Why It’s Important to Address Diabetic Foot Pain Early

Many diabetics are aware that their disease can lead to foot pain. But there are different kinds of foot problems caused by the disease and learning the different types of problems along with their their causes can help alleviate the discomfort – and avoid more serious problems later on.

Diabetes can damage nerves in the foot and is a common cause of diabetic foot pain. There are a number of approaches torelieving the pain of this condition, called peripheral neuropathy. Massaging the foot – with a diabetic foot cream or with a foot roller – can ease the pain. Cushioned shoes or shoes with extra support can make walking less painful.

But sometimes feet can develop higher pressure points, which in turn can cause calluses. Calluses can break down and turn into open sores, warns the American Diabetes Association. The Diabetes Association warns against using chemicals to remove the calluses suggesting instead that a health care professional trim them. The Diabetes Association also suggests smoothing the calluses daily with a pumice stone to keep them under control.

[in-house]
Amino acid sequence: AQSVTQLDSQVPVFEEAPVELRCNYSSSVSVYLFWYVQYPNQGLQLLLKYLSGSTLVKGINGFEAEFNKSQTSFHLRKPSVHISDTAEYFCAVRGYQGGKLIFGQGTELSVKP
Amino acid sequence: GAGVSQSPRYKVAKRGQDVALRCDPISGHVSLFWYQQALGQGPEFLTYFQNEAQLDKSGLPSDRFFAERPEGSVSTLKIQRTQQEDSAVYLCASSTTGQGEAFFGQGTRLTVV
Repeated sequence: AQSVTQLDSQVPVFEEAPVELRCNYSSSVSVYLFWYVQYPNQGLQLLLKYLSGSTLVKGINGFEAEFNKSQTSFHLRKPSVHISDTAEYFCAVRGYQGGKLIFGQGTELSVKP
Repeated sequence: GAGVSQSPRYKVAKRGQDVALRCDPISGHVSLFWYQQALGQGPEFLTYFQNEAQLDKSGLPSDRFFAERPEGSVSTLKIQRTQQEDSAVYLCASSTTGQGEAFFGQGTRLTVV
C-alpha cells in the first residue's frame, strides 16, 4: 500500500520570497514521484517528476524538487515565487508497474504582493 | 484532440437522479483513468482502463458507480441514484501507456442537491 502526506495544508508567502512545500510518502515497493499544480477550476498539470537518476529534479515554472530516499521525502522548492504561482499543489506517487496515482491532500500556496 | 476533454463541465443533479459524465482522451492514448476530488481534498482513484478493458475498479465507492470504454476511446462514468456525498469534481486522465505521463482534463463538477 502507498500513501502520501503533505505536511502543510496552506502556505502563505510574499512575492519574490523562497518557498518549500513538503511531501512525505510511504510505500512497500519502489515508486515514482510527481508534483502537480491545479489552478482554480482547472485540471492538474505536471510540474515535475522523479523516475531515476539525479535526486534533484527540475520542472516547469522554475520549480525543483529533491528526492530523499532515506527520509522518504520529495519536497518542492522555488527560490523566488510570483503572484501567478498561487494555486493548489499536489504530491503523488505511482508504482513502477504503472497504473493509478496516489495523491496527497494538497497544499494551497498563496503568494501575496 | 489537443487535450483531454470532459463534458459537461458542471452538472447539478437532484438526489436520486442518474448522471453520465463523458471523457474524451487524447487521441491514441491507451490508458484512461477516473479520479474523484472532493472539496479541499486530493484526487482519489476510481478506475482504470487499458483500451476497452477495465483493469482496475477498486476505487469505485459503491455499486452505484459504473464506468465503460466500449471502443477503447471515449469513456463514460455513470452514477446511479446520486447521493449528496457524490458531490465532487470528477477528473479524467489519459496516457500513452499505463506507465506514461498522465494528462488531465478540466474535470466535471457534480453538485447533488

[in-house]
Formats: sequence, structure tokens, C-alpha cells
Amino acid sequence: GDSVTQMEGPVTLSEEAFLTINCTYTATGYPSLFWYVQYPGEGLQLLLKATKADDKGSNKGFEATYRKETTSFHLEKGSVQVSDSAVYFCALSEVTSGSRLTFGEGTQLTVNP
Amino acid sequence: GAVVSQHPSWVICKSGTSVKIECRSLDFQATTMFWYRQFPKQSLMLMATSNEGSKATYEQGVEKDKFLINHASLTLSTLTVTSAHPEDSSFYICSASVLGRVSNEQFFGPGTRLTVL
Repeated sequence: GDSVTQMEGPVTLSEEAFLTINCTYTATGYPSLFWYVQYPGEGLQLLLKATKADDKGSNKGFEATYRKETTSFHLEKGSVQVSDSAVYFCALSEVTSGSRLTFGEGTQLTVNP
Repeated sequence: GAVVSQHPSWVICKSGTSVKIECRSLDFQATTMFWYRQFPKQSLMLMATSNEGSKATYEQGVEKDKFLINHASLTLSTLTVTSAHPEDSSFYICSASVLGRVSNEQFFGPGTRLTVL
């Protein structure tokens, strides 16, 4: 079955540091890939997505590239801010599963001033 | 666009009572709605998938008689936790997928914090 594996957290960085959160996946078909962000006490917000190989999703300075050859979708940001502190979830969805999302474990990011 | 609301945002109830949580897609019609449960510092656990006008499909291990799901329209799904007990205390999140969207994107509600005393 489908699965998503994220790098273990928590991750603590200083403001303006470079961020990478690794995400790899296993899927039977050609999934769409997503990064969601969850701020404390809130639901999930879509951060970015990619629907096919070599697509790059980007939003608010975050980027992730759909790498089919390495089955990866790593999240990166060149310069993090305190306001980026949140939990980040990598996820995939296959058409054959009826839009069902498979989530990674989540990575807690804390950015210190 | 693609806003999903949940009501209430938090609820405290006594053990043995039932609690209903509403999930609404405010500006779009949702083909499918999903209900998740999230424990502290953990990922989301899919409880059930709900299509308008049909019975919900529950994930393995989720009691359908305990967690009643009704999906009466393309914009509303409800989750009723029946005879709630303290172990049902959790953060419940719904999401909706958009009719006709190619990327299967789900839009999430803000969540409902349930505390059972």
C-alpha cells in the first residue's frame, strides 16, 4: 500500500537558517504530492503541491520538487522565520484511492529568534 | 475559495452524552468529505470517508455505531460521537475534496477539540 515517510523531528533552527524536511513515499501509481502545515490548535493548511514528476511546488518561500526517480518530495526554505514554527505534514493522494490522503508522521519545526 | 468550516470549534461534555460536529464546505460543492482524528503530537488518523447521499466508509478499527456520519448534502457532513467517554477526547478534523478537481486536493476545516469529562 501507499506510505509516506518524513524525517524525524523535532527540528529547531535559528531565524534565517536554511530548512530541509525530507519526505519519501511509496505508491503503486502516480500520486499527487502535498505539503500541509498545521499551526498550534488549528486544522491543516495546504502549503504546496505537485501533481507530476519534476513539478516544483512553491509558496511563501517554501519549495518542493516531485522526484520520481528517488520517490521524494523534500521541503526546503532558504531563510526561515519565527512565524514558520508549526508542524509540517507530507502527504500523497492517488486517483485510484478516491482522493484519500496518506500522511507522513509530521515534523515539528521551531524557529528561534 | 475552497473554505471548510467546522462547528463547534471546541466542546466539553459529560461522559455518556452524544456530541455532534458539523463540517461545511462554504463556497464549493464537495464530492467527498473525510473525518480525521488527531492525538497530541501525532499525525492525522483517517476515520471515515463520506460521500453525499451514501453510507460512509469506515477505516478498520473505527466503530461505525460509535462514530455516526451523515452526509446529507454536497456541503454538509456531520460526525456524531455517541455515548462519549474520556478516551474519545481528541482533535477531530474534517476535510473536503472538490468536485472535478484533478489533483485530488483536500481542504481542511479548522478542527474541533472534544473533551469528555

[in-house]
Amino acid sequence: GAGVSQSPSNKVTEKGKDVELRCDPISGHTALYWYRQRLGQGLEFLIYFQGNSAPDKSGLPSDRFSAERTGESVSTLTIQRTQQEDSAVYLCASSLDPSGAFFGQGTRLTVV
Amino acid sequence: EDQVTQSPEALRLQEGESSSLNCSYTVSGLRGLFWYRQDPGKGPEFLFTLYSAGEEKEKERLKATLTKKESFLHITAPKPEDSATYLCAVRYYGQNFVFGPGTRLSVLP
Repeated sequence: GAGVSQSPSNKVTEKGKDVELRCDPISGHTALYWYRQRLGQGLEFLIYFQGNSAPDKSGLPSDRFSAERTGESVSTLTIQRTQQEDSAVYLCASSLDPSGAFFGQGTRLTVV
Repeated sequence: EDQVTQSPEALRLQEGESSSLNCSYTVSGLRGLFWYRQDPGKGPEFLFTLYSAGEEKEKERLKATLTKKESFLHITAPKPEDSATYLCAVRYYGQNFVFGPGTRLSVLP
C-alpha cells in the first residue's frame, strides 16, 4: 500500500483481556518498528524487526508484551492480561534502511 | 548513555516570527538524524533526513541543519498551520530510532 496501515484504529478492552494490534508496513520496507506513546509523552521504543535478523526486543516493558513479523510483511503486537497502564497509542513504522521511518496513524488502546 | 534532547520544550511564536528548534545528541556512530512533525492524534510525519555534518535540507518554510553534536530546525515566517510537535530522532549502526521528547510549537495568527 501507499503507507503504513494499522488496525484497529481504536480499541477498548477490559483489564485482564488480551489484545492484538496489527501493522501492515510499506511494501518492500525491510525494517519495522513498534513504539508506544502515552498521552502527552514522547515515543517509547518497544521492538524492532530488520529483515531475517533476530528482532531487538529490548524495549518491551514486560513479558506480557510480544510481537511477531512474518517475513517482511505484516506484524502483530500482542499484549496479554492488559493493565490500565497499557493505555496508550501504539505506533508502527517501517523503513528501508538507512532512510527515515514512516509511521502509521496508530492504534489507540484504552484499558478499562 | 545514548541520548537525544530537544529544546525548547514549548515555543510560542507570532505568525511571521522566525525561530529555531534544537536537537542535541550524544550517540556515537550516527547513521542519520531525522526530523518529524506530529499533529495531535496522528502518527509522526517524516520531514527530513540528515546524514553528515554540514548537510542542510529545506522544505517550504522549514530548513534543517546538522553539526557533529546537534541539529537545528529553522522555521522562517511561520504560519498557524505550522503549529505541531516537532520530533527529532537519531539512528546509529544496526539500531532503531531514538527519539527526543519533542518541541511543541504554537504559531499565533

Diabetes contributes to circulation problems, which can then lead to foot problems. That’s because blood flow in the calves and the back of knees can become partially or even completely blocked. When the feet don’t receive proper blood flow, the tissues in the feet don’t get enough oxygen. Support hose, exercise, massage therapy and – under the guidance of a physician, medication – represent a number of different approaches to addressing the pain and discomfort.

While nerve damage can make patients overly sensitive to pain, in some cases the damage can cause the patient to lose sensation to hot, cold and touch. That lack of feeling can make it more difficult to notice foot problems. So it’s important to be aware of any changes early on, before they escalate into more serious problems. If complications and circulation problems become bad enough, diabetics may need to have their feet amputated. Amputation is a last resort. Recognizing foot problems early on can help put diabetics on a path to better options. To learn more about addressing diabetic foot pain, please contact us.

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